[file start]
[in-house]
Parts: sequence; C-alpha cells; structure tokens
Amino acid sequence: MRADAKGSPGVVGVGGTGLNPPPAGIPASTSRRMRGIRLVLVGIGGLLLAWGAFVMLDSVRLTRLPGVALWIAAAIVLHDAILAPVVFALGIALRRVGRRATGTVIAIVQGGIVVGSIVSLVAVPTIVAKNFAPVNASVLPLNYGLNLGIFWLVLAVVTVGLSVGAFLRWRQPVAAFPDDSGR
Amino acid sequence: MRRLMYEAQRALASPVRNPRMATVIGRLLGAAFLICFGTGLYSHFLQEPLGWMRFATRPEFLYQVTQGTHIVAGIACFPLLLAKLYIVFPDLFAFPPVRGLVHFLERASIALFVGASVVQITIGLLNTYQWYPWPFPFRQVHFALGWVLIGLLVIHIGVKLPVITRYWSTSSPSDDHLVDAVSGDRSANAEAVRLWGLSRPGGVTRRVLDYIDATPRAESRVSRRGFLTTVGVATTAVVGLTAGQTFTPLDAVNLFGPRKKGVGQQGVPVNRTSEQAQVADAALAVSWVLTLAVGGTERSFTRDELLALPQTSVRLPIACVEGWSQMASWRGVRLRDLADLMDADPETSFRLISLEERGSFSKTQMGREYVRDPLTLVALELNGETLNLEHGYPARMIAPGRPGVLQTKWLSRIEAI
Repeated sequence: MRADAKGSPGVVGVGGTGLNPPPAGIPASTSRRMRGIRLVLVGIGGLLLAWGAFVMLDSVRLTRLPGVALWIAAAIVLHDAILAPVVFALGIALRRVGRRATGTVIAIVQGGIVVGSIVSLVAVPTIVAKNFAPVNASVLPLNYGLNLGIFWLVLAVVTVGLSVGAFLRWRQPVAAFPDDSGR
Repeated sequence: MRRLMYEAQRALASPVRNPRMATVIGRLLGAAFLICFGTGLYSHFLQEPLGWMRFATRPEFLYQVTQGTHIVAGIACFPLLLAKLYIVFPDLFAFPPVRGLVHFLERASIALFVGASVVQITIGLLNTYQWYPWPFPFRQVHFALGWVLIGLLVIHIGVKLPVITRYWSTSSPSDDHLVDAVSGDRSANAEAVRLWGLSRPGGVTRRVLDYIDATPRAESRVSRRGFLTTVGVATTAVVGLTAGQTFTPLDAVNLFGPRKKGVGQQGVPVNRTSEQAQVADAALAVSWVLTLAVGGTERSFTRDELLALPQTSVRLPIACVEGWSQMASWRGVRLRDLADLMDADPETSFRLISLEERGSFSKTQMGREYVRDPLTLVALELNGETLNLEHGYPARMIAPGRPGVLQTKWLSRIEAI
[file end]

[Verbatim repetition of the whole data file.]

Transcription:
[in-house]
Parts: sequence; C-alpha cells; structure tokens
Amino acid sequence: MRADAKGSPGVVGVGGTGLNPPPAGIPASTSRRMRGIRLVLVGIGGLLLAWGAFVMLDSVRLTRLPGVALWIAAAIVLHDAILAPVVFALGIALRRVGRRATGTVIAIVQGGIVVGSIVSLVAVPTIVAKNFAPVNASVLPLNYGLNLGIFWLVLAVVTVGLSVGAFLRWRQPVAAFPDDSGR
Amino acid sequence: MRRLMYEAQRALASPVRNPRMATVIGRLLGAAFLICFGTGLYSHFLQEPLGWMRFATRPEFLYQVTQGTHIVAGIACFPLLLAKLYIVFPDLFAFPPVRGLVHFLERASIALFVGASVVQITIGLLNTYQWYPWPFPFRQVHFALGWVLIGLLVIHIGVKLPVITRYWSTSSPSDDHLVDAVSGDRSANAEAVRLWGLSRPGGVTRRVLDYIDATPRAESRVSRRGFLTTVGVATTAVVGLTAGQTFTPLDAVNLFGPRKKGVGQQGVPVNRTSEQAQVADAALAVSWVLTLAVGGTERSFTRDELLALPQTSVRLPIACVEGWSQMASWRGVRLRDLADLMDADPETSFRLISLEERGSFSKTQMGREYVRDPLTLVALELNGETLNLEHGYPARMIAPGRPGVLQTKWLSRIEAI
Repeated sequence: MRADAKGSPGVVGVGGTGLNPPPAGIPASTSRRMRGIRLVLVGIGGLLLAWGAFVMLDSVRLTRLPGVALWIAAAIVLHDAILAPVVFALGIALRRVGRRATGTVIAIVQGGIVVGSIVSLVAVPTIVAKNFAPVNASVLPLNYGLNLGIFWLVLAVVTVGLSVGAFLRWRQPVAAFPDDSGR
Repeated sequence: MRRLMYEAQRALASPVRNPRMATVIGRLLGAAFLICFGTGLYSHFLQEPLGWMRFATRPEFLYQVTQGTHIVAGIACFPLLLAKLYIVFPDLFAFPPVRGLVHFLERASIALFVGASVVQITIGLLNTYQWYPWPFPFRQVHFALGWVLIGLLVIHIGVKLPVITRYWSTSSPSDDHLVDAVSGDRSANAEAVRLWGLSRPGGVTRRVLDYIDATPRAESRVSRRGFLTTVGVATTAVVGLTAGQTFTPLDAVNLFGPRKKGVGQQGVPVNRTSEQAQVADAALAVSWVLTLAVGGTERSFTRDELLALPQTSVRLPIACVEGWSQMASWRGVRLRDLADLMDADPETSFRLISLEERGSFSKTQMGREYVRDPLTLVALELNGETLNLEHGYPARMIAPGRPGVLQTKWLSRIEAI